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Real World Impact: A future-proof investment thesis for faiths

Aaron Pinnock, Impact Investment Analyst at the Church Commissioners for England, offers an exclusive insight into key learning from developing the Commissioners’ new impact investment framework.


"Impact encompasses everything – it’s a bit greedy but it does! An impact lens helps to tie all responsible investment issues together, giving investors an enhanced understanding of how their portfolio effects the real world." – Aaron Pinnock

Detail of Westminster Abbey
Westminster Abbey, London, UK

FaithInvest: The Church Commissioners’ document “Real World Impact: Creating a framework to target, manage and measure the social and environmental impact of our investments” strikes me as a must read for every faith investor. Why impact and why now?


Aaron Pinnock: Responsible Investment is evolving fast and impact is the logical next step. We are seeing the industry move on from looking at ESG risks to exploring outcomes – the real-world social and environmental impacts of investments – such as changes to education and health care. I like to think about impact as a holistic lens that looks at these outcomes.

The idea that money invested well can make a positive impact on the world and provide a return is clearly appealing, and in many ways a lot more straightforward than ESG. With the UK’s new Stewardship Code and the PRI placing more emphasis on outcomes-aligned investing too, we thought the time was right to create our own impact investing framework.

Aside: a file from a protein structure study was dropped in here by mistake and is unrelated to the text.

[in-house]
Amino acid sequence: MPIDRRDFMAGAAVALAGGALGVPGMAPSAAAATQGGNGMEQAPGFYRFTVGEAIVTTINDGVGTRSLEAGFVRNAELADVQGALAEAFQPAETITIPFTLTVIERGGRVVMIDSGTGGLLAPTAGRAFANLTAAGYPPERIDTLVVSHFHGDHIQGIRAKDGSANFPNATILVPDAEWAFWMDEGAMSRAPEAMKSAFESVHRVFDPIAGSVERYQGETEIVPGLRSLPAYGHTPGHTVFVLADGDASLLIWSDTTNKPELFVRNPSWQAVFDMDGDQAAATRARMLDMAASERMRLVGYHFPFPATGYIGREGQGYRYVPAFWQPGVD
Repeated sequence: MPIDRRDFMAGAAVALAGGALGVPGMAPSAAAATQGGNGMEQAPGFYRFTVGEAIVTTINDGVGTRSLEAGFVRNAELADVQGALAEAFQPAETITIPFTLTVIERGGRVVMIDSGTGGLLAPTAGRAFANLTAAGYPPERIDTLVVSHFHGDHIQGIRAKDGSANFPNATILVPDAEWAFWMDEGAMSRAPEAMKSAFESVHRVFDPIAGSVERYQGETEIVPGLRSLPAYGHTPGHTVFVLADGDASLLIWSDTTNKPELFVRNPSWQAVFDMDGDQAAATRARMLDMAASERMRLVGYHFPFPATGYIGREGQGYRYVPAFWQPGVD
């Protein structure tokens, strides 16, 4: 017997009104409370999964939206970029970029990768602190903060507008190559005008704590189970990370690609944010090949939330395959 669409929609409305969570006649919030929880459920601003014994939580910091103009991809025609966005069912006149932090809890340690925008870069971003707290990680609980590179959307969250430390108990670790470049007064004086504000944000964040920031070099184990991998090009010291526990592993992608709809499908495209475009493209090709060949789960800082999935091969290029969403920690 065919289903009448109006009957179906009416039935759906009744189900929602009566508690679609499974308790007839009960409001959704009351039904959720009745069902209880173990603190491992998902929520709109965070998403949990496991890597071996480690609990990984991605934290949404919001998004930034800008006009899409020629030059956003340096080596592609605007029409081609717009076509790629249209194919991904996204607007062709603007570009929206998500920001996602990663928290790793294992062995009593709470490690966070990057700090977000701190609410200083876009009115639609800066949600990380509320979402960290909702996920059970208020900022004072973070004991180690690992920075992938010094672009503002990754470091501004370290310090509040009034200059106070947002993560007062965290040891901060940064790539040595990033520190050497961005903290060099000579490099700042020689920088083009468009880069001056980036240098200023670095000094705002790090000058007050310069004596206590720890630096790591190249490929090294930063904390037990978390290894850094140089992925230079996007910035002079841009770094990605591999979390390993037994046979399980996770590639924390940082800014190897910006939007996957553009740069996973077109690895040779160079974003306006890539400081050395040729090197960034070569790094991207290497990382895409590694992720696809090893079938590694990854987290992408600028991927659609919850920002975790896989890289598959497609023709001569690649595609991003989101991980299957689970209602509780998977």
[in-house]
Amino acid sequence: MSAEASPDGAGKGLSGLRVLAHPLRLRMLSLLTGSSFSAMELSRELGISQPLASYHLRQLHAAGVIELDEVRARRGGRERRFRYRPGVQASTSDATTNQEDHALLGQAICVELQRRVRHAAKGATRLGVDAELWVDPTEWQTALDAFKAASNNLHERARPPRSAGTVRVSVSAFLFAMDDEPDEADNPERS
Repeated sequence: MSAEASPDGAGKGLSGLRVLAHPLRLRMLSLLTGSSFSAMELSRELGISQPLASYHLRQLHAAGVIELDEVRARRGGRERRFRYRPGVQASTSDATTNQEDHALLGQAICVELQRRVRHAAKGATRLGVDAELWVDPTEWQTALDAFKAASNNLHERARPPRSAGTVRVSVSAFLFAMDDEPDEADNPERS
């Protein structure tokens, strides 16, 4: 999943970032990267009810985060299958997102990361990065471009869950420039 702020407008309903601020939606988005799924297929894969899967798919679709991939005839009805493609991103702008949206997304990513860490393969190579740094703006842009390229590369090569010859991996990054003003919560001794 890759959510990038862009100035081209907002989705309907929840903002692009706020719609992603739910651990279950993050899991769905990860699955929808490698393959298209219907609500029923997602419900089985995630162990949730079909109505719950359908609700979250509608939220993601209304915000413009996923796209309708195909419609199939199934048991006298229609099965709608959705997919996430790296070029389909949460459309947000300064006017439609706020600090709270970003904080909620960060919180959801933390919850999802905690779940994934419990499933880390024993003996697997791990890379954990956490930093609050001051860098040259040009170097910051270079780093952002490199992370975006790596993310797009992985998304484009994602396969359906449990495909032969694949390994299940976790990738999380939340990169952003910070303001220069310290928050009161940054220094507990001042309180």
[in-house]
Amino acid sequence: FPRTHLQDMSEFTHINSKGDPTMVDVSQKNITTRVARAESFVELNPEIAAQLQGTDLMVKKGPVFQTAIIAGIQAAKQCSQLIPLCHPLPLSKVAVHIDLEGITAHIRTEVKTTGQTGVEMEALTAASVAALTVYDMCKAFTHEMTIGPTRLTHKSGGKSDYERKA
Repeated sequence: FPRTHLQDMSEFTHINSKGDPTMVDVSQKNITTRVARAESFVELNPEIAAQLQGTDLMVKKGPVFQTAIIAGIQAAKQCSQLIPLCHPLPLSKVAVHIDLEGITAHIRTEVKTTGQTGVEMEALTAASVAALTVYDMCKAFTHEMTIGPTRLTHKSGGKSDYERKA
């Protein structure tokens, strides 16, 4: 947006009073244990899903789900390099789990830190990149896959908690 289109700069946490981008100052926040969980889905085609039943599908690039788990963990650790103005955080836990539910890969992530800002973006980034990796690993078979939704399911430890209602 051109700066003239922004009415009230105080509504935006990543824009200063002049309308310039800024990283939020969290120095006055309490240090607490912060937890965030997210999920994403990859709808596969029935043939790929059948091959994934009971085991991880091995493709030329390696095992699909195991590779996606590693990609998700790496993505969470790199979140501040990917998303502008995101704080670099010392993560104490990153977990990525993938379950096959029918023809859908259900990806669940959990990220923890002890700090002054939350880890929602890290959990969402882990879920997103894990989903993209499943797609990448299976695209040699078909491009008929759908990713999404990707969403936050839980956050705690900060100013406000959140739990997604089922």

Aaron Pinnock, Church Commissioners for England
Aaron Pinnock, Church Commissioners for England

FaithInvest: Does the word ‘impact’ mean the same to all investors?


We feel that ‘impact’ can be thought of in two ways. Impact investing, as an investment approach, is focusing on investments that are 100% focused on delivering a positive real-world impact, while impact measurement and management (IMM) can be a tool to measure and manage the real-world impact that a wide range of investments have in the world.

Our experience at the Church Commissioners is that it isn’t currently feasible to have a large, diversified portfolio that explicitly targets positive impact across all its investments, but that it is important for every manager to look at their portfolio through an impact lens.

FaithInvest: So, I’m a faith-based asset owner keen to get started with impact. Where should I begin?

The UN Sustainable Development Goals (SDGs) are a good starting point for any investor keen to understand societies’ problems and create an approach to address, or at least measure and manage, them. Like all faith investors, we have guiding non-financial principles, and through this exercise we realised they neatly overlapped with the SDGs, and found that they provided useful basis for linking our stated missions to investible themes.

Asset owners who are less familiar with impact could also take a look at the Impact Management Project’s Five Dimensions [link to example box], which we include in our new framework as part of our process to conceptualise and measure our impact.

FaithInvest: Measuring impact sounds quite challenging. Can you tell me more about that?

Yes, the question of measuring impact is more difficult. Determining how much of a social or environmental outcome results from any one investment is tricky, and the full benefits – or negatives – may not manifest fully for several years. This means it’s exceptionally hard to get a handle on the sum impact of a portfolio with hundreds of companies.